The Permit Review Committee has approved plans for the rehabilitation of the Laramie State Bank Building at 5200 W Chicago Avenue in Austin. The rehab is planned as part of the Austin United Alliance which recently won the Austin Invest South/West RFP. The development is being led by Heartland Housing Alliance and the Oak Park Regional Housing Center.
The project plans on reopening the Laramie State Bank Building to the public by creating several new businesses. This will include a new bank, a cafe, the Blues Museum, and a coworking space. The building is in disarray and will require extensive efforts to restore.
Bauer Latoza Studio is leading the restoration effort which will also involve exterior repairs. The exterior terracotta is in poor condition with cracks with missing sections throughout the facade. Any existing terracotta will be preserved as best it can, and any unsalvageable pieces will be replaced.
Valerio Dewalt Train Associates designed the greater development which will produce a six-story residential building. The structure will hold 76 total units, 30 parking spaces, 55 bike stalls, as well as other sought after amenities. The apartment mix includes 36 one-bedrooms, 35 two-bedrooms, and five three-bedroom rentals. Amenities include a rooftop deck, fitness room, and workspace, as well as an open-concept social space on each floor. There is also a community room on the ground floor for social gatherings.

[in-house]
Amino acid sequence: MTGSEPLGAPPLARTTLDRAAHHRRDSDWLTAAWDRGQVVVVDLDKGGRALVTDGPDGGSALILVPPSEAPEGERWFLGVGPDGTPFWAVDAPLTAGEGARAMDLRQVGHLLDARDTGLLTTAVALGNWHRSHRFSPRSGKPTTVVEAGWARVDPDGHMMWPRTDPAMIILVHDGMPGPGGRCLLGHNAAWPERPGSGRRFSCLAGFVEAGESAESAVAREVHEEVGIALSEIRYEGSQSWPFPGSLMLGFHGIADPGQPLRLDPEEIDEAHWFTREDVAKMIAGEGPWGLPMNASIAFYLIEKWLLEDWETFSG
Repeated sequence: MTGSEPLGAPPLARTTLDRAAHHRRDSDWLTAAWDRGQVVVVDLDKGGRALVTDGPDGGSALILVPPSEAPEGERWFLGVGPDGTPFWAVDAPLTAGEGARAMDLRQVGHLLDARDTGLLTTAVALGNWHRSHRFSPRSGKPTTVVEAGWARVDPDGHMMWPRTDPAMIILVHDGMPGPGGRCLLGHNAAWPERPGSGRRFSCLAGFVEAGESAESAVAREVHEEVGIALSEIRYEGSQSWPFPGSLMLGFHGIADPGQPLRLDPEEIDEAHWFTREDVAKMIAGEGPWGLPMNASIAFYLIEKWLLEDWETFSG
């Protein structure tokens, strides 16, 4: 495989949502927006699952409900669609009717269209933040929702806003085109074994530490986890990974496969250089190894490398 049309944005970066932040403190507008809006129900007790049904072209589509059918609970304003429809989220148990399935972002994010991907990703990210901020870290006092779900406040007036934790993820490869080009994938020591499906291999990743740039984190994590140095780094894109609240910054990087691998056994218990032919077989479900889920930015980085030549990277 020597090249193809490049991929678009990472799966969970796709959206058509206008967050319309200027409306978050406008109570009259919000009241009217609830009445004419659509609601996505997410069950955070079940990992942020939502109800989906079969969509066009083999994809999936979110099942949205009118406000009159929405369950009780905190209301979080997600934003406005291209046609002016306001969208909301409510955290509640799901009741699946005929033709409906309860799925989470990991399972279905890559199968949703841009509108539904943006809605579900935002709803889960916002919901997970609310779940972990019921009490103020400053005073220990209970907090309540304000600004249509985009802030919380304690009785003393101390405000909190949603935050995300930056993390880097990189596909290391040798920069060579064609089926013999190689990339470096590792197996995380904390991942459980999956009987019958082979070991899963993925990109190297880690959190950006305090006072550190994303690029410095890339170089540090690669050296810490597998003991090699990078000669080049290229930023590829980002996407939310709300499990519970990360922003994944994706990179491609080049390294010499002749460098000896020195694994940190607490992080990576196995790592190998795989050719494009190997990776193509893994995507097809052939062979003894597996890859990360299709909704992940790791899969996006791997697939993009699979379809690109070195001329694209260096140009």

The design of the proposal echoes that of the historic bank building in its design with the added nuance of the new development which will better suit the activity of the neighborhood. The team is hoping this project will act as inspiration for community innovation, including the establishment of a community-rooted non-profit board that would manage the reused bank building.
The new construction and former bank building will create a U-shape on the site, leaving the center middle portion open for a public plaza and possible green space. The plaza will act as a bridge between the new and old constructions. Public art will be featured on the screened gates as well as on the large blank wall of the bank building. The exterior space will offer green lawn spaces and plantings, seating opportunities, and small gathering areas.
With the approval from the Permit Review Committee, the project team has clearance to proceed with the process. The development will next go before the Community Development Commission later this week to approve the land sale to the developer. The project will also go before the Chicago Plan Commission before heading to the Committee on Zoning and the full City Council. A timeline for construction has not been revealed.